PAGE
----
CDC chief poses framework for resolving future issues
■ Overcoming complacency is a first step toward resolving public health's mega-challenges.
By Susan J. Landers — Posted Oct. 2, 2006
Washington -- When Centers for Disease Control and Prevention Director Julie Gerberding, MD, MPH, came to George Washington University's School of Public Health and Health Services in Washington, D.C., on Sept. 12, she told the students how she had spent her weekend -- and it wasn't lounging in the sun.
Her agency was dealing with a possible toxic dump from a ship off the African coast that had allegedly killed several people. A policy statement was in the works on an extremely drug-resistant strain of tuberculosis. Disease detectives were in the process of alerting 150,000 people who attended a Tennessee horse show of their possible exposure to a rabid horse. And preparations were under way for the first joint conference of health promotion, chronic disease prevention and birth defect experts.
In the background, ongoing West Nile virus concerns and planning for a pandemic flu outbreak were also on the to-do list.
Fortunately, no one ran screaming from the room. Dr. Gerberding was urging the students to "step up to the plate." Her speech was the first in George Washington University's new Public Health Grand Rounds series.
Dr. Gerberding provided an outline for tackling the seemingly overwhelming issues that face public health. She numbered among those challenges the conflicts that are ravaging the world and severe climate changes that hold the potential to trigger even more serious natural disasters than have been seen recently.
Students must consider the roles played by complacency, capacity and connectivity in devising solutions, she said. For example, complacency may have been a reason that the nation was unprepared for the terrorist attacks of five years ago and for the devastation of Hurricane Katrina last year.
Facing big challenges
Both of those situations had been visualized before they occurred. A terrorist attack using planes as weapons was depicted in a best-selling novel, and the potential for severe hurricane damage on the Gulf Coast had been recognized for years.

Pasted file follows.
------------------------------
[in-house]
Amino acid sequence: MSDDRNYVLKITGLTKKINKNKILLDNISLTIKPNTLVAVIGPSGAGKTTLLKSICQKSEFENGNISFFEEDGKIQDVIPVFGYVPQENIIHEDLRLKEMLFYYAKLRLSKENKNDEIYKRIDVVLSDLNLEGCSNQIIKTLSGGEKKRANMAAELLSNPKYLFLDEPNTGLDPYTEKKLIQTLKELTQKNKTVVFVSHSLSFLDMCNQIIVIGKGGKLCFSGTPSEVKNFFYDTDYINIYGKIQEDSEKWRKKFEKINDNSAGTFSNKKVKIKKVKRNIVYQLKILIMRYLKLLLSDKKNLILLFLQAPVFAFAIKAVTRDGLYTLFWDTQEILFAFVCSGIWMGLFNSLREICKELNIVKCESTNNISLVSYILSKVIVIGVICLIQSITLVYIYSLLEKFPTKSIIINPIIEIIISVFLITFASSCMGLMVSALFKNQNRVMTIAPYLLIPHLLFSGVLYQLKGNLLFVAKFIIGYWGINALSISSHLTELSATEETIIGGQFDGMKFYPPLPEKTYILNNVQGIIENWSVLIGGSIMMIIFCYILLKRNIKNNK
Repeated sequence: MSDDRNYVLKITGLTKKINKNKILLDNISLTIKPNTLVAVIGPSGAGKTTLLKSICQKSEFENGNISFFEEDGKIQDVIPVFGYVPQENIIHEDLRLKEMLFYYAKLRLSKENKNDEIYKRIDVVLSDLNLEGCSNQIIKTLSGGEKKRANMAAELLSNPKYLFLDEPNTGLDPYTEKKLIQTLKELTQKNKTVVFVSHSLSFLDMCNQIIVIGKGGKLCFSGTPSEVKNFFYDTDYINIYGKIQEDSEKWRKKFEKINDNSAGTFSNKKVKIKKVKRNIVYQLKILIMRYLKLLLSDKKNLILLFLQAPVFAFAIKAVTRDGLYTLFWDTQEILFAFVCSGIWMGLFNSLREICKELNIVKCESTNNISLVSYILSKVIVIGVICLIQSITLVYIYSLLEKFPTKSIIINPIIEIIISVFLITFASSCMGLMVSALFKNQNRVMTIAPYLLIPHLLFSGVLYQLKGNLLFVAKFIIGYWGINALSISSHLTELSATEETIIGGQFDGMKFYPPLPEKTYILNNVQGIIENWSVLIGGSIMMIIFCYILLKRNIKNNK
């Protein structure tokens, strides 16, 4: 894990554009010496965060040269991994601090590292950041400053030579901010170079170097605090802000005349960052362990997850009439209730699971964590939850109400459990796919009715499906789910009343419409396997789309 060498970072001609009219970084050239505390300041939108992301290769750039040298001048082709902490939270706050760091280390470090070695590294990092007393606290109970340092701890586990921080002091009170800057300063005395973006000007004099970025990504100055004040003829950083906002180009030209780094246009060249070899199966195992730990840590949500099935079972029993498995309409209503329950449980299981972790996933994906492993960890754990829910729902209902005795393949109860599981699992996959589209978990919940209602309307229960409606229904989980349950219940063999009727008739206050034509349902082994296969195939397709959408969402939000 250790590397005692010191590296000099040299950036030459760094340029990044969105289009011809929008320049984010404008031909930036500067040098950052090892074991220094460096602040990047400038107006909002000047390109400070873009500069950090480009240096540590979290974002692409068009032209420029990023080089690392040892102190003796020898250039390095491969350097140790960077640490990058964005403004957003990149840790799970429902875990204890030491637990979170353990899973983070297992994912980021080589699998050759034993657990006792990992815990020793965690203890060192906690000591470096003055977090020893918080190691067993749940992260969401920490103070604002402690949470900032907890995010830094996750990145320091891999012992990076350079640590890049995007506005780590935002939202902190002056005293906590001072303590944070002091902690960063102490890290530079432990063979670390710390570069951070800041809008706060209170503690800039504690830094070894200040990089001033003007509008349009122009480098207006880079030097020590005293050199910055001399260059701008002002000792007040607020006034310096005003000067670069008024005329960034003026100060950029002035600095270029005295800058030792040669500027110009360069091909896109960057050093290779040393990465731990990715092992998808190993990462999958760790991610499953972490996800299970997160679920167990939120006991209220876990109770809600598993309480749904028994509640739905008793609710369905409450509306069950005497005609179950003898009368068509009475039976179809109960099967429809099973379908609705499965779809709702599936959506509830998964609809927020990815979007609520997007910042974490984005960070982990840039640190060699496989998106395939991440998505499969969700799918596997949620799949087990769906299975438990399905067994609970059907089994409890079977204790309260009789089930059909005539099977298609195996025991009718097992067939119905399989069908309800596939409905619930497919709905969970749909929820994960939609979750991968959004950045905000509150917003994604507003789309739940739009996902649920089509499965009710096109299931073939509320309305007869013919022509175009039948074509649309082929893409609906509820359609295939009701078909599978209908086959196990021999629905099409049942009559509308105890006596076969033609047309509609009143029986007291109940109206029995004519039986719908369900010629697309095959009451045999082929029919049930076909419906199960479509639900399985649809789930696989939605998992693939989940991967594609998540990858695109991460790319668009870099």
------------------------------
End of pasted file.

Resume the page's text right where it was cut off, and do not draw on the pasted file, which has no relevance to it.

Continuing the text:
But rather than prepare for these potential catastrophes, complacency took over, she said. A general rule is that the larger, more costly and more unpredictable the problem, the less likely it is that effective action will be taken, Dr. Gerberding said.
Initiative is needed to overcome this inertia. "We have to imagine threats and then initiate action and invigorate people through our passion and our communication and our ability to lay out a path to solutions," Dr. Gerberding told her audience.
The scale of the health challenges that loom is enormous, she allowed. If an avian flu pandemic on the same scale as that of the 1918 flu epidemic should strike, 745,000 Americans would need ventilators. "And I can assure you that if a pandemic struck in a year, we could not ventilate 745,000 people. We do not have the beds, the ventilators or the nurses and clinicians," she said. "So scaling up will be very hard to do and will require different standards than we are used to."
But the challenge is not insurmountable. "What you have to do is bring people together and get out of their way. When bureaucrats and governments try to control the process, it doesn't work."
Additional investment also will be necessary to prepare to handle such large-scale threats, she noted. And the effort won't be unprecedented.
"We have been there and done that," said Dr. Gerberding, pointing to the near-eradication of polio in the world. AIDS provides another opportunity for success, she said.
Recent progress has been bolstered by large contributions from the Bill and Melinda Gates Foundation, which itself was enhanced by funds from Warren Buffett, she said.
A good example of connectivity is the meeting between Irish rock band U2's lead singer Bono, Bill Gates and President Bush, she said.
George Washington University's Public Health Grand Rounds are sponsored by Pfizer as part of its Milestones in Public Health Series.